Gerry Weber International A.G. v. Guccio Gucci S.p.A., A/12/04709 (Commercial Court of Brussels, November 22, 2013)
The Commercial Court of Brussels recently ruled that Gucci’s two International Registrations for a version of the Italian fashion house’s overlapping “GG” mark, which were originally registered in the 1970s and 1980s, could not be supported by use of the mark in the modified form currently in use. The earlier “GG” mark, subject of the International Registrations, is shown below on the left. The newer version protected by Gucci’s 2011 CTM registration, currently in use in Benelux, is below and to the right.
The earlier mark consists of the double “G” letters in a wider, outlined font, the lower tips of the Gs “touching.” The current mark presents the letters in a slightly narrower font, filled in and bold, and the lower tips of the Gs do not “touch.”
Under Article 2.26 of the Benelux Convention on Intellectual Property, as well as under Article 15.1 of the Community Regulation (No. 2009/207/EC) and Article 12.1 of the Community Trademark Directive (No. 2008/95/EC), a trademark is subject to lapse or revocation if there has been no genuine use of the mark for a continuous period of five years. However, the Community Regulation and the Community Directive define “use” to include use of the mark in a form “differing in elements which do not alter the distinctive character of the mark in the form in which it was registered,” or, in the language of the Benelux Convention, as translated, such differing elements must not “adversely affect” the distinctive character of the mark in the form registered.
German fashion company Gerry Weber brought a revocation action against the extension of Gucci’s two International Registrations to Benelux, under Article 2.27.1 of the Benelux Convention providing that “[a]ny interested party may invoke lapse of the right in a trademark.” Notably, Gerry Weber uses the design pictured below in connection with its women’s apparel business.
During the proceedings before the Commercial Court, Gucci was unable to provide evidence of use of its mark in the particular format shown in its International Registrations. Gucci sought, instead, to rely on evidence of use of the mark in its modified form. Thus, the central question before the court was whether the above modifications to the Gucci “GG” alter or adversely affect the “distinctive character” of the earlier mark.
In theory, one effect of the provisions of the Benelux Convention and the Community Trademark Regulation and Directive allowing for modifications to registered marks is to enable rights holders to update their time-tested brands as tastes and styles evolve. Such updates are important, particularly as successful brands flourish over years and decades. This latitude is particularly relevant in the field of fashion, where a company’s responsiveness to industry trends and consumer demands is essential, both in the products it designs and in the overall presentation of its brand, even as it maintains its core identity through consistent use of the distinctive elements of its marks.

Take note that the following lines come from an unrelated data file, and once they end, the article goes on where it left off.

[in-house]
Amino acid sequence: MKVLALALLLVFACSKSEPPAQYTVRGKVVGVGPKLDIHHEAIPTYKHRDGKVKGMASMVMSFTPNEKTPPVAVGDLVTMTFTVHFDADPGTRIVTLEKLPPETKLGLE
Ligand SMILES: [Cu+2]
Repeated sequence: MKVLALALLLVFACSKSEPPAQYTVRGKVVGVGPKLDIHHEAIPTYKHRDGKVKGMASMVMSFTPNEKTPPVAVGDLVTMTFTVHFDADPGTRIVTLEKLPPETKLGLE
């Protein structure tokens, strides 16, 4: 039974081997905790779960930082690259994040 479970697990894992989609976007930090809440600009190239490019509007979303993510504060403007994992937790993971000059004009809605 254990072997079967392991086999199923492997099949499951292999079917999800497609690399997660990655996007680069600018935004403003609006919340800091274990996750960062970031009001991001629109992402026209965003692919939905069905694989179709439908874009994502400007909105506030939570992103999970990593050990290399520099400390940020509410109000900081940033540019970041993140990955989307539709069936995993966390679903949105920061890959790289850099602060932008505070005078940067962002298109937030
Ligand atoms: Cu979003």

However, the Commercial Court of Brussels did not agree, in this instance, that the modifications to Gucci’s mark were mere updates that did not affect the mark’s overall distinctive character. The court held that the respective marks were presented in a different style, and particularly that the two Gs failed to touch in the current format, in contrast to the earlier version. Such relatively small differences were deemed sufficient alterations to the mark’s distinctive character, under Article 2.26.3(a) of the Benelux Convention, for the court to revoke the International Registrations for Benelux on the basis of non-use. Small modifications to marks composed of merely two letters may sometimes be considered to have a greater altering effect, as compared to more complex or lengthier marks. The court’s decision also speaks to the interest, articulated in the Trademarks Directive, of requiring genuine use of a registered mark to “reduce the total number of trademarks registered and protected in the Community and, consequently, the number of conflicts which arise between them.” Gucci’s older International Registrations fell victim to the effort to “clean house,” keeping the Register clear of marks that are not in use and making way for competing marks.
For trademark owners who wish to protect various iterations of their trademarks, this decision illustrates some of the perils of altogether abandoning use of an earlier, different format. The line that separates an acceptable “update” from an unacceptable alteration is not always consistent across courts and jurisdictions. The decision further underscores the importance of registering not only stylized versions of a core mark but, where possible, also securing registrations of the mark in standard characters, that impart broader protection. Otherwise, registrations for variations that are no longer in use in the particular format registered may indeed be vulnerable to revocation.